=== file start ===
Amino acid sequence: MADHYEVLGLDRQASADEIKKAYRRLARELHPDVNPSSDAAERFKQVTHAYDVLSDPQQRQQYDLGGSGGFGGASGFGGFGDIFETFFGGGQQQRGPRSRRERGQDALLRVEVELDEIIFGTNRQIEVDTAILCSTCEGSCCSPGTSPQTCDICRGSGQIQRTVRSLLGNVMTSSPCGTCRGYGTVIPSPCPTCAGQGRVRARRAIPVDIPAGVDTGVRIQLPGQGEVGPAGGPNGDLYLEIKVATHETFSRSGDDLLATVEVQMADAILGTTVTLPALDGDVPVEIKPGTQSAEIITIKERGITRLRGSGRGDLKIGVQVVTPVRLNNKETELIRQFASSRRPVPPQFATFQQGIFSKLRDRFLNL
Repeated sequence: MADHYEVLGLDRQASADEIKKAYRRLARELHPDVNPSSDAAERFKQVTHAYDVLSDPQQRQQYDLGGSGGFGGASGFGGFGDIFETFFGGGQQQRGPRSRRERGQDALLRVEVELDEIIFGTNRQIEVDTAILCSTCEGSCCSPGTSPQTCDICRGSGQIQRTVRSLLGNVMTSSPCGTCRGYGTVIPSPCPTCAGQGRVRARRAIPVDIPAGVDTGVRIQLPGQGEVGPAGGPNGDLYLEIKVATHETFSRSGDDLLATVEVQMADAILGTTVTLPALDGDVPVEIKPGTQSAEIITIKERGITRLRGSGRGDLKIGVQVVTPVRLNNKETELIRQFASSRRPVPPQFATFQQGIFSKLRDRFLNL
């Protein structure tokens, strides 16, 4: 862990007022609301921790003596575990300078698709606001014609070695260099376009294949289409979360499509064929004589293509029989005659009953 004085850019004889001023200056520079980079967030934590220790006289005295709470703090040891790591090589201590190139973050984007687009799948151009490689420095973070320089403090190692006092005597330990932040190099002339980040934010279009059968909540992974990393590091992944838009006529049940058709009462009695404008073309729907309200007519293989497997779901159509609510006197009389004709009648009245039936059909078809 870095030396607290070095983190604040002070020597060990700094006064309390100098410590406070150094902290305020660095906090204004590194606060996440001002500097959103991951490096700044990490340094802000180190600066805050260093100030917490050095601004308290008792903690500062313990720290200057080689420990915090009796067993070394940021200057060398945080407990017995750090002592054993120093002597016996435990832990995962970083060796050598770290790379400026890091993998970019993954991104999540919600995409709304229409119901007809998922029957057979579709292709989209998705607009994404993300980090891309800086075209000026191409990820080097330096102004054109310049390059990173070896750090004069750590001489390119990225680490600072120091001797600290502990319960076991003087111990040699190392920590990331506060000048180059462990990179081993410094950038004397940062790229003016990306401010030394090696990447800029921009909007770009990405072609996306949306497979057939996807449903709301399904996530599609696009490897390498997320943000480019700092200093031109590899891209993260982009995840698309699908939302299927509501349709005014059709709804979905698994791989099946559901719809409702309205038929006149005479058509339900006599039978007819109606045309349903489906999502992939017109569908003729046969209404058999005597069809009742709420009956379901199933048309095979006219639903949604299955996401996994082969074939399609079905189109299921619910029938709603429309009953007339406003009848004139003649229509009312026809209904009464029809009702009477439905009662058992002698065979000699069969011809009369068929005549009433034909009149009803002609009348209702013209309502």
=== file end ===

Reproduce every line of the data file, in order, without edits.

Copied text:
Amino acid sequence: MADHYEVLGLDRQASADEIKKAYRRLARELHPDVNPSSDAAERFKQVTHAYDVLSDPQQRQQYDLGGSGGFGGASGFGGFGDIFETFFGGGQQQRGPRSRRERGQDALLRVEVELDEIIFGTNRQIEVDTAILCSTCEGSCCSPGTSPQTCDICRGSGQIQRTVRSLLGNVMTSSPCGTCRGYGTVIPSPCPTCAGQGRVRARRAIPVDIPAGVDTGVRIQLPGQGEVGPAGGPNGDLYLEIKVATHETFSRSGDDLLATVEVQMADAILGTTVTLPALDGDVPVEIKPGTQSAEIITIKERGITRLRGSGRGDLKIGVQVVTPVRLNNKETELIRQFASSRRPVPPQFATFQQGIFSKLRDRFLNL
Repeated sequence: MADHYEVLGLDRQASADEIKKAYRRLARELHPDVNPSSDAAERFKQVTHAYDVLSDPQQRQQYDLGGSGGFGGASGFGGFGDIFETFFGGGQQQRGPRSRRERGQDALLRVEVELDEIIFGTNRQIEVDTAILCSTCEGSCCSPGTSPQTCDICRGSGQIQRTVRSLLGNVMTSSPCGTCRGYGTVIPSPCPTCAGQGRVRARRAIPVDIPAGVDTGVRIQLPGQGEVGPAGGPNGDLYLEIKVATHETFSRSGDDLLATVEVQMADAILGTTVTLPALDGDVPVEIKPGTQSAEIITIKERGITRLRGSGRGDLKIGVQVVTPVRLNNKETELIRQFASSRRPVPPQFATFQQGIFSKLRDRFLNL
């Protein structure tokens, strides 16, 4: 862990007022609301921790003596575990300078698709606001014609070695260099376009294949289409979360499509064929004589293509029989005659009953 004085850019004889001023200056520079980079967030934590220790006289005295709470703090040891790591090589201590190139973050984007687009799948151009490689420095973070320089403090190692006092005597330990932040190099002339980040934010279009059968909540992974990393590091992944838009006529049940058709009462009695404008073309729907309200007519293989497997779901159509609510006197009389004709009648009245039936059909078809 870095030396607290070095983190604040002070020597060990700094006064309390100098410590406070150094902290305020660095906090204004590194606060996440001002500097959103991951490096700044990490340094802000180190600066805050260093100030917490050095601004308290008792903690500062313990720290200057080689420990915090009796067993070394940021200057060398945080407990017995750090002592054993120093002597016996435990832990995962970083060796050598770290790379400026890091993998970019993954991104999540919600995409709304229409119901007809998922029957057979579709292709989209998705607009994404993300980090891309800086075209000026191409990820080097330096102004054109310049390059990173070896750090004069750590001489390119990225680490600072120091001797600290502990319960076991003087111990040699190392920590990331506060000048180059462990990179081993410094950038004397940062790229003016990306401010030394090696990447800029921009909007770009990405072609996306949306497979057939996807449903709301399904996530599609696009490897390498997320943000480019700092200093031109590899891209993260982009995840698309699908939302299927509501349709005014059709709804979905698994791989099946559901719809409702309205038929006149005479058509339900006599039978007819109606045309349903489906999502992939017109569908003729046969209404058999005597069809009742709420009956379901199933048309095979006219639903949604299955996401996994082969074939399609079905189109299921619910029938709603429309009953007339406003009848004139003649229509009312026809209904009464029809009702009477439905009662058992002698065979000699069969011809009369068929005549009433034909009149009803002609009348209702013209309502």